New primate fossil suggests Asian, not African, origins for human ancestors
Early ancestors of monkeys, apes, and even humans started life in Asia, and not Africa as it has long been thought, according to a new fossil discovery in Myanmar.
An international team of researchers announced the discovery of Afrasia djijidae, a new fossil primate that closely resembles another early anthropoid, Afrotarsius libycus, which is of a similar age and was discovered in the Sahara in Libya. The resemblance, says the team, is a sign that early anthropoids colonized Africa, setting the stage for later ape and human evolution. The scientific paper describing the discovery appears in Proceedings of the National Academy of Sciences.
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This latest discovery is joined by a host of other fossils, recently found throughout China, Myanmar and other Asian countries, as evidence that overturns previously held notions of an African starting point for primate evolution.
"Not only does Afrasia help seal the case that anthropoids first evolved in Asia, it also tells us when our anthropoid ancestors first made their way to Africa, where they continued to evolve into apes and humans," says Chris Beard, Carnegie Museum of Natural History paleontologist and member of the discovery team that also included researchers from Myanmar, Thailand, and France.
In 2005, Beard and an international team of researchers sifting fossils of early fish, turtle, and ancestral hippo teeth from fossil beds near the village of Nyaungpinle in Myanmar found a molar the size of a kernel of popcorn. The tooth, dated to about 38 million years ago, belonged to a new species of ancient primate, which would have been the size of a small chipmunk, reports Science Now.
It took six more years for the team to collect four molars from the species, but that was enough to identify Afrasia's relation to Afrotarsius. When the researchers examined the teeth from the two primates under a microscope, they were so similar in size, shape, and age that they could have belonged to the same species of primate, Beard tells Science Now.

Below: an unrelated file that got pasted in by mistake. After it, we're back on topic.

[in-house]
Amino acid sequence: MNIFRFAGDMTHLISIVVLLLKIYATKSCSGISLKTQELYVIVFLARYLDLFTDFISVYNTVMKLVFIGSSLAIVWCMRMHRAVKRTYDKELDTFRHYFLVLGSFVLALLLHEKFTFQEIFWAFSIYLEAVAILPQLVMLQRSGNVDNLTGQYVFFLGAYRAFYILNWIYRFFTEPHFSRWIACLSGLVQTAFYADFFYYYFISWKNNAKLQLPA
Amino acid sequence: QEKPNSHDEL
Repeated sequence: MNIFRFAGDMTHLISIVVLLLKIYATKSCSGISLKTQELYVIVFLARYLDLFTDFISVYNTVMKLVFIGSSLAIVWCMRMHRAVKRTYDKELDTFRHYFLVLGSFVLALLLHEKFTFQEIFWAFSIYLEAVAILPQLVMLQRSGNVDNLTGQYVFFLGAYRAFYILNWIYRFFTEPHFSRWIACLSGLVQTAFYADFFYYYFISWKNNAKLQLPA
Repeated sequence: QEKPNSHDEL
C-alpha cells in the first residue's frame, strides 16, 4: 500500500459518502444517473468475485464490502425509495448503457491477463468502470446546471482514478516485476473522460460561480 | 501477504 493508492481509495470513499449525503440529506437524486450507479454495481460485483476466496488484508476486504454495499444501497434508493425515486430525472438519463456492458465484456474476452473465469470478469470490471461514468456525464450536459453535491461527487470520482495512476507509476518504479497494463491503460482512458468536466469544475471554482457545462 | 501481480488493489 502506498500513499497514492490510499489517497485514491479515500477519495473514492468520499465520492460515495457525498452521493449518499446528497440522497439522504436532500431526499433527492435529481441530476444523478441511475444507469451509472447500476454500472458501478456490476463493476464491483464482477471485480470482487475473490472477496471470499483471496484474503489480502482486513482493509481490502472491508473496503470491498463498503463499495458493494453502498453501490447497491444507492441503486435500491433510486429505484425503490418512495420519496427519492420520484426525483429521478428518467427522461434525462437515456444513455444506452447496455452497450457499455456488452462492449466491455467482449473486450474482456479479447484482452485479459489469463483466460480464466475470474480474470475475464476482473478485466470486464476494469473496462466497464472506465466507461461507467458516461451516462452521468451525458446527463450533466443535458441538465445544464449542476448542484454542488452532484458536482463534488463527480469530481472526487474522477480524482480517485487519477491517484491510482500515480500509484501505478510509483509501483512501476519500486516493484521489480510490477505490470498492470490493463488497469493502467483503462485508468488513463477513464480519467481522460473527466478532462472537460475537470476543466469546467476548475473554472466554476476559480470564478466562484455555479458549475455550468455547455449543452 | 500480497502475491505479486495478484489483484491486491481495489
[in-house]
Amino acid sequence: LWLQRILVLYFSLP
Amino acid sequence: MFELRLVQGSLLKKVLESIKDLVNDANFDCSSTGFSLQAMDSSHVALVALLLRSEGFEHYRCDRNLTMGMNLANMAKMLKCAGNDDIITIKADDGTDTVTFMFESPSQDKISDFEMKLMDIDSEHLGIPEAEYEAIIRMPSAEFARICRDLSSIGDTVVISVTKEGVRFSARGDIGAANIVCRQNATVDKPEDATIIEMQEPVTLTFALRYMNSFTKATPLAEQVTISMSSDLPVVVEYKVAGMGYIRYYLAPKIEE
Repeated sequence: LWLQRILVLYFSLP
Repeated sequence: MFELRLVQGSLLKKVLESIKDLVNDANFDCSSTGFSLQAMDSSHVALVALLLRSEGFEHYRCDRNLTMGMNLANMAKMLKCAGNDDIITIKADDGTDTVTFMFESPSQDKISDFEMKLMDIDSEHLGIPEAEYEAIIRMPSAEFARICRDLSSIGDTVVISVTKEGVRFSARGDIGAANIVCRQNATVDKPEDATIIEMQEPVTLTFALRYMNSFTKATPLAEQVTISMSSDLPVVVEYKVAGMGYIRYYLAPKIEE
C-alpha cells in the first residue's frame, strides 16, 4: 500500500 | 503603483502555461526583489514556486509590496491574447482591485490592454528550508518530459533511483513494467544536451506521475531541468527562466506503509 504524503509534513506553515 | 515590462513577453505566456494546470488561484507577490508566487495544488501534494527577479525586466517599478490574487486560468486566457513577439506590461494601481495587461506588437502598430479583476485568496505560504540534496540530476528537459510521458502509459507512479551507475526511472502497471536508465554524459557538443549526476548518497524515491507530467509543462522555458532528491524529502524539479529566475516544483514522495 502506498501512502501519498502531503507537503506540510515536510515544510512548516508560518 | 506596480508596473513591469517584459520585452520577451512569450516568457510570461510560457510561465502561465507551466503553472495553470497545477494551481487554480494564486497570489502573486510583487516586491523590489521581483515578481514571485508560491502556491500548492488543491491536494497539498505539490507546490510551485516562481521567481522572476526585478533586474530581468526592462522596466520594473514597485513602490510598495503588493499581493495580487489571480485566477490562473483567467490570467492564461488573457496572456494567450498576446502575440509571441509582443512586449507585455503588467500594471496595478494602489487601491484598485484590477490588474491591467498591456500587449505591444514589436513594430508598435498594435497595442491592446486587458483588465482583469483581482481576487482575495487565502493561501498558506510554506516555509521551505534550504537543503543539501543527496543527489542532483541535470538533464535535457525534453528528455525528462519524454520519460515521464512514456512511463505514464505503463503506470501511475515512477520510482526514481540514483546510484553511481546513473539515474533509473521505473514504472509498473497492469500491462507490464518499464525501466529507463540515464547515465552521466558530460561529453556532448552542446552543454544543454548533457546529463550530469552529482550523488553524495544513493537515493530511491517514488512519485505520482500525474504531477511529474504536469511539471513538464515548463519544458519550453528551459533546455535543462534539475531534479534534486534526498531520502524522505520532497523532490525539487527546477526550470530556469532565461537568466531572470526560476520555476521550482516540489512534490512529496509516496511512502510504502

Mammalian teeth have a complicated structure which can act like a fingerprint for paleontologist to reconstruct how extinct species relate to one another. The close similarities between Afrasia and Afrotarsius link the two fossils to the same time period, because if these Asian anthropoids had arrived in Northern Africa any earlier, differences may have evolved that would show up in the fossil record.
It is still unknown how early anthropoids migrated from Asia to Africa, but any remaining in Asia most likely died out.
"Around 34 million years ago, there was a dramatic glacial event that cooled the world climate and affected Asia more than Africa. During that crisis, we suppose that all primitive Asian anthropoids disappeared," researcher Jean-Jacques Jaeger, a paleontologist at the University of Poitiers in France, told LiveScience.
Not only does this finding offer insight into our true origins, it gives researchers a clearer picture of the timing of Afrasia's trek to Africa.
"For years we thought the African fossil record was simply bad," said Jaeger. "The fact that such similar anthropoids lived at the same time in Myanmar and Libya suggests that the gap in early African anthropoid evolution is actually real. Anthropoids didn't arrive in Africa until right before we find their fossils in Libya."
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